by Maryjane Mojer
Bartlett’s Ocean View Farm
“There are only two things that money can’t buy, and that’s true love and homegrown tomatoes.”
— Guy Clark
While the rest of New England is heading for orchards and loading up bags and baskets with apples and maple syrup, year-round and fall residents of Nantucket know the true gift of fall. October first brings Family Scalloping, but even before that, those in the know wait for that first announcement that Pick Your Own tomatoes is on the calendar.
My job is mostly inside, but a few times a year I get to stand in the middle of this spectacular field and say hello to friends that I haven’t seen over the summer and people that I’ve gotten to know because of this job, to see our incredibly hard working, smart, and diverse field crew in action (and our customers getting a chance to say hello to them!), greet relatives (saw about fourteen this time), and chat about recipes.
For me, (family and grands aside) it doesn’t get a lot sweeter than that. After a day in the tomatoes, I float home from the farm, dusty from the field, sweaty and sun-kissed, tired and parched, but with a heart and soul full of gratitude. No tomatoes, mind you, but a whole lot of happiness.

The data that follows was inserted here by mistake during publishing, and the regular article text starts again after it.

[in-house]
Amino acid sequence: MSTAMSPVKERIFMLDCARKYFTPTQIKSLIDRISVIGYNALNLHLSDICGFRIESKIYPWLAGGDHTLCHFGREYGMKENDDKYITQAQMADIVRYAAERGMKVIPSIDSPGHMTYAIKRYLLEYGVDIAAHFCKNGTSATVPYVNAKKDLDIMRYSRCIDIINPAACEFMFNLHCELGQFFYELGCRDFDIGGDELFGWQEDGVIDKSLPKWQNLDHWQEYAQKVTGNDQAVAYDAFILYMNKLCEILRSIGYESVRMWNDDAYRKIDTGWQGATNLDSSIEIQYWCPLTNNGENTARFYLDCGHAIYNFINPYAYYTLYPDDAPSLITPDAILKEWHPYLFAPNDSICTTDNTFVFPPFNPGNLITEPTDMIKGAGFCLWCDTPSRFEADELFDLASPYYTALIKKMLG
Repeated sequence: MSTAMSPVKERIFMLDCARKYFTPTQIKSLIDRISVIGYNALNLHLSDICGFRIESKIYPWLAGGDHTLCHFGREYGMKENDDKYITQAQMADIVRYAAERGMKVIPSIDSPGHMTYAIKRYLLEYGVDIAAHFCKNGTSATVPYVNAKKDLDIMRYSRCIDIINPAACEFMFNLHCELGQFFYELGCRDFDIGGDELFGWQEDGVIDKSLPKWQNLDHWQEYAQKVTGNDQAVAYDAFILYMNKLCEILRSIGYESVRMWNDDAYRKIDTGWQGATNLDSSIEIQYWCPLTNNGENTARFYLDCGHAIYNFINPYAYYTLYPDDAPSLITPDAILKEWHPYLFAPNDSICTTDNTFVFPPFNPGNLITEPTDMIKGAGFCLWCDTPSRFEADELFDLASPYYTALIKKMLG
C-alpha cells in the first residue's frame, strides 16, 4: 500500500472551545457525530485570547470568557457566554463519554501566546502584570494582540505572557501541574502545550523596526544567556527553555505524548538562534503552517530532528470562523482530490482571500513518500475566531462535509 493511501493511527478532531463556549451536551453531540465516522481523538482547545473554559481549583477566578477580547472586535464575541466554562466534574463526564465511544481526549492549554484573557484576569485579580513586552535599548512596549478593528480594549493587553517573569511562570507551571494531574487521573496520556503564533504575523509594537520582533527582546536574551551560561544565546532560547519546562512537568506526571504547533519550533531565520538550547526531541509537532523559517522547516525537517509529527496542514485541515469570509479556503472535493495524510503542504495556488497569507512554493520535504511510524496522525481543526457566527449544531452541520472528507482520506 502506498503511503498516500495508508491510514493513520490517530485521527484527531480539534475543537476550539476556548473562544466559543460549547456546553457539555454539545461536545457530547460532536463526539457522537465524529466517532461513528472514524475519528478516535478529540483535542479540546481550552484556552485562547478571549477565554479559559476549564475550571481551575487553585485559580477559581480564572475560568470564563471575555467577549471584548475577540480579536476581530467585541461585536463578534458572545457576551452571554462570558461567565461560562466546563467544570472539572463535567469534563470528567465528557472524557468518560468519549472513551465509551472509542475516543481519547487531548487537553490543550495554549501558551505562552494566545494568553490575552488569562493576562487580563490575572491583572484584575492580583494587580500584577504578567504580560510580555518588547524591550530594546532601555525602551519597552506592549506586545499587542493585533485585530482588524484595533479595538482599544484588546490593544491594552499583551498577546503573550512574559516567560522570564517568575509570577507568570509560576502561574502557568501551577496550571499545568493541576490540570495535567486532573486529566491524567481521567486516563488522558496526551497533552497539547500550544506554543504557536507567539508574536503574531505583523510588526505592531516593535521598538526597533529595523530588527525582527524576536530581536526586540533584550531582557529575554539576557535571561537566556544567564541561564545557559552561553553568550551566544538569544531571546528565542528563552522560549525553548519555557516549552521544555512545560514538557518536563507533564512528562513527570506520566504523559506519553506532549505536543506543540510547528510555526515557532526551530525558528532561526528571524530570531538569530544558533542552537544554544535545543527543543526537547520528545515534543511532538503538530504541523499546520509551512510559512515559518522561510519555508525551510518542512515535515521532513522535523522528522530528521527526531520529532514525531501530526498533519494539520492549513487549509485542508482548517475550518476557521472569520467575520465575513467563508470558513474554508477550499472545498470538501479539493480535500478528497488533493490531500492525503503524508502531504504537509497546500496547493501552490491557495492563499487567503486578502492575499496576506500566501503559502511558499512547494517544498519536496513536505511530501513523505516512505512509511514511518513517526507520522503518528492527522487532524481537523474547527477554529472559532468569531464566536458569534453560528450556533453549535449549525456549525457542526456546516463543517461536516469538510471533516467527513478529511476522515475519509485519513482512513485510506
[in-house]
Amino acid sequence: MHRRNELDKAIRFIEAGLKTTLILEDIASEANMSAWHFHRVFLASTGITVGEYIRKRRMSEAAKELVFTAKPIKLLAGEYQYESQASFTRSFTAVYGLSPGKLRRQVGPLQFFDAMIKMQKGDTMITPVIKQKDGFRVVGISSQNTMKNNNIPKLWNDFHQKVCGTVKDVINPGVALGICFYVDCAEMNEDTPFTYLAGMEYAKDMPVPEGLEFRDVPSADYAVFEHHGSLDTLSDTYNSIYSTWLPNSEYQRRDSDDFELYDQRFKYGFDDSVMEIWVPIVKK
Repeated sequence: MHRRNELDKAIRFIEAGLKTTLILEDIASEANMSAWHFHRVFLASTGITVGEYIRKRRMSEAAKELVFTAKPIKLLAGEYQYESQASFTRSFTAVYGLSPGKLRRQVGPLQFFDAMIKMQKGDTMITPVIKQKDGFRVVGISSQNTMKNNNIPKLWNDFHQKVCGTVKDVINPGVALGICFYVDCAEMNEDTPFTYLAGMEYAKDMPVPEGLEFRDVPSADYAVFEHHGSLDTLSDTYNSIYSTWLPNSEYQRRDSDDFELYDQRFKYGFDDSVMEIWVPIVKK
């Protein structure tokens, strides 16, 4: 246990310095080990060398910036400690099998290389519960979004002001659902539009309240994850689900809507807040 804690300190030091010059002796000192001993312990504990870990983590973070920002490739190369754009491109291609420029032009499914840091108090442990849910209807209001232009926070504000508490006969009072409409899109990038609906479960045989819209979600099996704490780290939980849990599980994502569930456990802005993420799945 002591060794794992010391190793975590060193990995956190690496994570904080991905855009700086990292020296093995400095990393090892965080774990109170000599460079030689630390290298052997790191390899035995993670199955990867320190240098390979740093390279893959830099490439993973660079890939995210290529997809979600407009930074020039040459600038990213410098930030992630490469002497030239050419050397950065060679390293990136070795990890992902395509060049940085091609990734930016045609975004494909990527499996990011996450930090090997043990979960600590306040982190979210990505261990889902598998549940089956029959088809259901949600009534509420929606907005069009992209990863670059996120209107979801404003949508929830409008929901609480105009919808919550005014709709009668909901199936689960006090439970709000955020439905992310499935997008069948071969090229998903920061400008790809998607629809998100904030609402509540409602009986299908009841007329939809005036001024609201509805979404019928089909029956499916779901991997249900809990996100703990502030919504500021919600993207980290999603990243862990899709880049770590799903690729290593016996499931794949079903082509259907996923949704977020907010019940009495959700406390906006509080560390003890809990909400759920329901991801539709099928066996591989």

Traditionally, we hold the first Pick Your Own Tomato Day at Bartlett’s Farm on the Saturday of Labor Day Weekend. As with all things on a farm, it is weather dependent. Mother Nature was particularly cooperative this year, and the weather was perfect. Well over 5,000 pounds of tomatoes were
picked by a couple of hundred dedicated home cooks and a few appreciative and very hard-working chefs. The second Saturday, we had fewer pickers, but a lot of repeat customers. We are planning on at least one more, but we’ll see what the storms swirling around in the Atlantic have in mind for us.
I’m not sure if it’s the intense heat we’ve had, but this year’s crop has been sweet and juicy with deep, intense flavors. Because of this, the first week’s pickers, with all of their plans and good intentions, seemed to eat most of their loot before they could plunge, pare, or cook a single tomato.
Most of the PYO pickers have a plan when they get off the tomato shuttle. One had already sliced up all of his onions, garlic, and peppers and had huge pots of water on his stove so he could blanch and peel as soon as he got home. I believe he picked about 400 pounds. That’s a lot of blanching, and he promised he’d drop off a jar this week.
One veteran picker had planned her week’s menus around her haul. tomato pie, marinara, bolognese, caprese salad, along with roasting and freezing the rest. The crew from Ventuno was with me in the field from beginning to end, breaking all single picking records with a solid 1,200 pounds plus—farm-to-table for sure.
It’s easy to tell the experienced pickers from the newbies. Those who have picked before will bring resealable bags or plastic containers with lids for the cherry and grape tomatoes, multiple bags for the larger ones, (to prevent squishing) smaller bags or containers for the delicate heirlooms, and a friend or two to help haul.